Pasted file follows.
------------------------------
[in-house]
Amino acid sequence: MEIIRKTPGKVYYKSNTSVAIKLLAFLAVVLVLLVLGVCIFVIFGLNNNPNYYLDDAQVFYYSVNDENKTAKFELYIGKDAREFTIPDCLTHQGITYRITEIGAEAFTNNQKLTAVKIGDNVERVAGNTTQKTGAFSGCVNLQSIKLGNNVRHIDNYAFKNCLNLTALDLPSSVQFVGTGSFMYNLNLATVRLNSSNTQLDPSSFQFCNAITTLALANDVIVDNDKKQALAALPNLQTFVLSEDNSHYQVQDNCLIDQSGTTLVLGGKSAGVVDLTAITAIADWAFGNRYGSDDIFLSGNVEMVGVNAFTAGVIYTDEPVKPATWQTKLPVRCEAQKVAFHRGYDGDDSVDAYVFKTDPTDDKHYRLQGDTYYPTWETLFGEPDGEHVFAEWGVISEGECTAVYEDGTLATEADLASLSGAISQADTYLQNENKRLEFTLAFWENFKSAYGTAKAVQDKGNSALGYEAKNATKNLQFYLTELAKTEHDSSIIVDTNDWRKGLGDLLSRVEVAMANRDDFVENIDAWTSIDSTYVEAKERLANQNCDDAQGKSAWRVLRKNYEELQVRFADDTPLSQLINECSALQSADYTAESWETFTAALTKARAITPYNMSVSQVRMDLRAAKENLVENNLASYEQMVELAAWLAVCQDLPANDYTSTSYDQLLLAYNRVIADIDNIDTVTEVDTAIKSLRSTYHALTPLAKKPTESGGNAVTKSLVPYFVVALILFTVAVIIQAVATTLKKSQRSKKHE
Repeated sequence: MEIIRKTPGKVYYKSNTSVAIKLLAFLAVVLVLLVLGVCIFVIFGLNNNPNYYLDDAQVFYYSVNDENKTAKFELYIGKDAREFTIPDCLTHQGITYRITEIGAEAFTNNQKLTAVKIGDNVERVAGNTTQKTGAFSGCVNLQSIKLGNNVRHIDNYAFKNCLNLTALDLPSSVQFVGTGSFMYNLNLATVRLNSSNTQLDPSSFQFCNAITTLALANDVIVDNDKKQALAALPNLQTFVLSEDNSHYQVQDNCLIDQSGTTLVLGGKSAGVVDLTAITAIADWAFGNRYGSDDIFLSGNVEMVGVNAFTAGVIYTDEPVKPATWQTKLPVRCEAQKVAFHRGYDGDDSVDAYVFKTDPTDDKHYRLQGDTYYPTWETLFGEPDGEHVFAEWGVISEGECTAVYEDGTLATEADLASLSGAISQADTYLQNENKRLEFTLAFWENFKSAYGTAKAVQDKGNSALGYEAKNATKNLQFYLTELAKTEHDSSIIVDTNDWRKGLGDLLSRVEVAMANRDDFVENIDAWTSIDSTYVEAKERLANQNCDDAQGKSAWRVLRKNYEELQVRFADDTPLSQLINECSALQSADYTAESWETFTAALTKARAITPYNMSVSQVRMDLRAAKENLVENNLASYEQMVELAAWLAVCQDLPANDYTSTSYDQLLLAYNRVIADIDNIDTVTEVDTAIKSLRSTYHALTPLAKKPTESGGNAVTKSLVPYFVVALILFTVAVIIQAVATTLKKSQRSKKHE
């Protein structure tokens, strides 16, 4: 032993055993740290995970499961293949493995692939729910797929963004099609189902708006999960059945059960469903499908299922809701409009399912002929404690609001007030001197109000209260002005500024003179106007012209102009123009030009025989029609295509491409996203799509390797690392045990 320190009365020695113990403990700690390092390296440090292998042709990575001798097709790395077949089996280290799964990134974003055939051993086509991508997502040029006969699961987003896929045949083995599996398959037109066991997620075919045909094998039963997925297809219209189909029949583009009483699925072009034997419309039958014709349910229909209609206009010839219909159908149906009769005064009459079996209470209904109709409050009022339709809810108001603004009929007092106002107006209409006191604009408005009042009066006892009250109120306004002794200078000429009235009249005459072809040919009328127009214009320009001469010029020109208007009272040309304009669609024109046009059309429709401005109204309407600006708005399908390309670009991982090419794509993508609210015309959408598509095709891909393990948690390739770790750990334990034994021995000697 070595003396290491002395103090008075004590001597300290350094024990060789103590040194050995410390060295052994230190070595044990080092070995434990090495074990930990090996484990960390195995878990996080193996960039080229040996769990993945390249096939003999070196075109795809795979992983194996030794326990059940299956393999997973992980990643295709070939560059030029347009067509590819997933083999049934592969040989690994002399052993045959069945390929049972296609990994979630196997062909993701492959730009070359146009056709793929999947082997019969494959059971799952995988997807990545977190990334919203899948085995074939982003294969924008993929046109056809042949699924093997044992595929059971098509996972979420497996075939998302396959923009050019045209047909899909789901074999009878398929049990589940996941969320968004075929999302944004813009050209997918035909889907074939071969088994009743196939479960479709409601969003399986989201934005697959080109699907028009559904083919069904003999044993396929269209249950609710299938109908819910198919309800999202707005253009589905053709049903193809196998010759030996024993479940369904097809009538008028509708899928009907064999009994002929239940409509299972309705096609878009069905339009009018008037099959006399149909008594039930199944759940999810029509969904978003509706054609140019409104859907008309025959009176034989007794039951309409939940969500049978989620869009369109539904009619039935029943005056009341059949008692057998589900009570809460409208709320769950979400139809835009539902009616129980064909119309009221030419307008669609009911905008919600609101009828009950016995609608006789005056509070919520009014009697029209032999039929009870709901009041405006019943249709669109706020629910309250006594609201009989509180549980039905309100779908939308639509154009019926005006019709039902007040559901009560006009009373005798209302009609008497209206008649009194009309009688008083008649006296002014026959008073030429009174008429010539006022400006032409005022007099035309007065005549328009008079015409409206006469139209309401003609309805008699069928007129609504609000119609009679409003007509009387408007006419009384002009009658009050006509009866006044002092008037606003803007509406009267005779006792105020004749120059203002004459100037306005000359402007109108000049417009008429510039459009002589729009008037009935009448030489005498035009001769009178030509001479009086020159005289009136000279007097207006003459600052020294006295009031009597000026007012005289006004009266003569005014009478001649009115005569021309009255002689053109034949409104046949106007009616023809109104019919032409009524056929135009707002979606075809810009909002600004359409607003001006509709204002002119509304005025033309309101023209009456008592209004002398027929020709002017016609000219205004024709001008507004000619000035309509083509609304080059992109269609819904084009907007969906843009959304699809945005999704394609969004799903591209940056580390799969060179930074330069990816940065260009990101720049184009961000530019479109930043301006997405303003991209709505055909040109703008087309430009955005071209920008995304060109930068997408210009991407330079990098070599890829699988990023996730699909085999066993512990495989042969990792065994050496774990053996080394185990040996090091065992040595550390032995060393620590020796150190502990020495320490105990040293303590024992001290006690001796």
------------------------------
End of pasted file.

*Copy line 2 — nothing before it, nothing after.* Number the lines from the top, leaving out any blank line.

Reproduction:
Amino acid sequence: MEIIRKTPGKVYYKSNTSVAIKLLAFLAVVLVLLVLGVCIFVIFGLNNNPNYYLDDAQVFYYSVNDENKTAKFELYIGKDAREFTIPDCLTHQGITYRITEIGAEAFTNNQKLTAVKIGDNVERVAGNTTQKTGAFSGCVNLQSIKLGNNVRHIDNYAFKNCLNLTALDLPSSVQFVGTGSFMYNLNLATVRLNSSNTQLDPSSFQFCNAITTLALANDVIVDNDKKQALAALPNLQTFVLSEDNSHYQVQDNCLIDQSGTTLVLGGKSAGVVDLTAITAIADWAFGNRYGSDDIFLSGNVEMVGVNAFTAGVIYTDEPVKPATWQTKLPVRCEAQKVAFHRGYDGDDSVDAYVFKTDPTDDKHYRLQGDTYYPTWETLFGEPDGEHVFAEWGVISEGECTAVYEDGTLATEADLASLSGAISQADTYLQNENKRLEFTLAFWENFKSAYGTAKAVQDKGNSALGYEAKNATKNLQFYLTELAKTEHDSSIIVDTNDWRKGLGDLLSRVEVAMANRDDFVENIDAWTSIDSTYVEAKERLANQNCDDAQGKSAWRVLRKNYEELQVRFADDTPLSQLINECSALQSADYTAESWETFTAALTKARAITPYNMSVSQVRMDLRAAKENLVENNLASYEQMVELAAWLAVCQDLPANDYTSTSYDQLLLAYNRVIADIDNIDTVTEVDTAIKSLRSTYHALTPLAKKPTESGGNAVTKSLVPYFVVALILFTVAVIIQAVATTLKKSQRSKKHE